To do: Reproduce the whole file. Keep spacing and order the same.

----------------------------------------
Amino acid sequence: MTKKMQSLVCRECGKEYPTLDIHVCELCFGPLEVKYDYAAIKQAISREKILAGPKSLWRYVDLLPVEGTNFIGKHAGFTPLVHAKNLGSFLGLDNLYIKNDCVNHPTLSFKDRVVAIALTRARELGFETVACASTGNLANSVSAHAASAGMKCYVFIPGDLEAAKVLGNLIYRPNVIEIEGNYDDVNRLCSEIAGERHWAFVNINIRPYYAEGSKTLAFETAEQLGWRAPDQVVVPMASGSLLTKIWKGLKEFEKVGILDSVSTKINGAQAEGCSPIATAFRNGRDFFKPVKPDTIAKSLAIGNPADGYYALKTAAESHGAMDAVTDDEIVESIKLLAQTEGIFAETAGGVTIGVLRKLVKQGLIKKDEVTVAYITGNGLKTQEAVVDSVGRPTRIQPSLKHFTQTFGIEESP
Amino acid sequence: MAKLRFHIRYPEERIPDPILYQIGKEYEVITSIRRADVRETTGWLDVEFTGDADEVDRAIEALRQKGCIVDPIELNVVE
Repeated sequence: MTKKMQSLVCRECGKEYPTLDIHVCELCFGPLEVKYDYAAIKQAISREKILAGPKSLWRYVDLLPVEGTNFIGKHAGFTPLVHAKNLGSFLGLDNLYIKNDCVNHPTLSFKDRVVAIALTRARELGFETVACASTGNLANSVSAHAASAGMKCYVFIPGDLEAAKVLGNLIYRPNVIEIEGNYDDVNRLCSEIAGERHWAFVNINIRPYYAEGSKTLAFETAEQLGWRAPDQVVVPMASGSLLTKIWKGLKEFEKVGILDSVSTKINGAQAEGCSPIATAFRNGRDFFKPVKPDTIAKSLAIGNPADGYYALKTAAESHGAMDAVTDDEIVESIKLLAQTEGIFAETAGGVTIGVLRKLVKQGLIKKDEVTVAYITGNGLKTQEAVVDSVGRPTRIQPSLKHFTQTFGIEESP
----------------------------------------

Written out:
Amino acid sequence: MTKKMQSLVCRECGKEYPTLDIHVCELCFGPLEVKYDYAAIKQAISREKILAGPKSLWRYVDLLPVEGTNFIGKHAGFTPLVHAKNLGSFLGLDNLYIKNDCVNHPTLSFKDRVVAIALTRARELGFETVACASTGNLANSVSAHAASAGMKCYVFIPGDLEAAKVLGNLIYRPNVIEIEGNYDDVNRLCSEIAGERHWAFVNINIRPYYAEGSKTLAFETAEQLGWRAPDQVVVPMASGSLLTKIWKGLKEFEKVGILDSVSTKINGAQAEGCSPIATAFRNGRDFFKPVKPDTIAKSLAIGNPADGYYALKTAAESHGAMDAVTDDEIVESIKLLAQTEGIFAETAGGVTIGVLRKLVKQGLIKKDEVTVAYITGNGLKTQEAVVDSVGRPTRIQPSLKHFTQTFGIEESP
Amino acid sequence: MAKLRFHIRYPEERIPDPILYQIGKEYEVITSIRRADVRETTGWLDVEFTGDADEVDRAIEALRQKGCIVDPIELNVVE
Repeated sequence: MTKKMQSLVCRECGKEYPTLDIHVCELCFGPLEVKYDYAAIKQAISREKILAGPKSLWRYVDLLPVEGTNFIGKHAGFTPLVHAKNLGSFLGLDNLYIKNDCVNHPTLSFKDRVVAIALTRARELGFETVACASTGNLANSVSAHAASAGMKCYVFIPGDLEAAKVLGNLIYRPNVIEIEGNYDDVNRLCSEIAGERHWAFVNINIRPYYAEGSKTLAFETAEQLGWRAPDQVVVPMASGSLLTKIWKGLKEFEKVGILDSVSTKINGAQAEGCSPIATAFRNGRDFFKPVKPDTIAKSLAIGNPADGYYALKTAAESHGAMDAVTDDEIVESIKLLAQTEGIFAETAGGVTIGVLRKLVKQGLIKKDEVTVAYITGNGLKTQEAVVDSVGRPTRIQPSLKHFTQTFGIEESP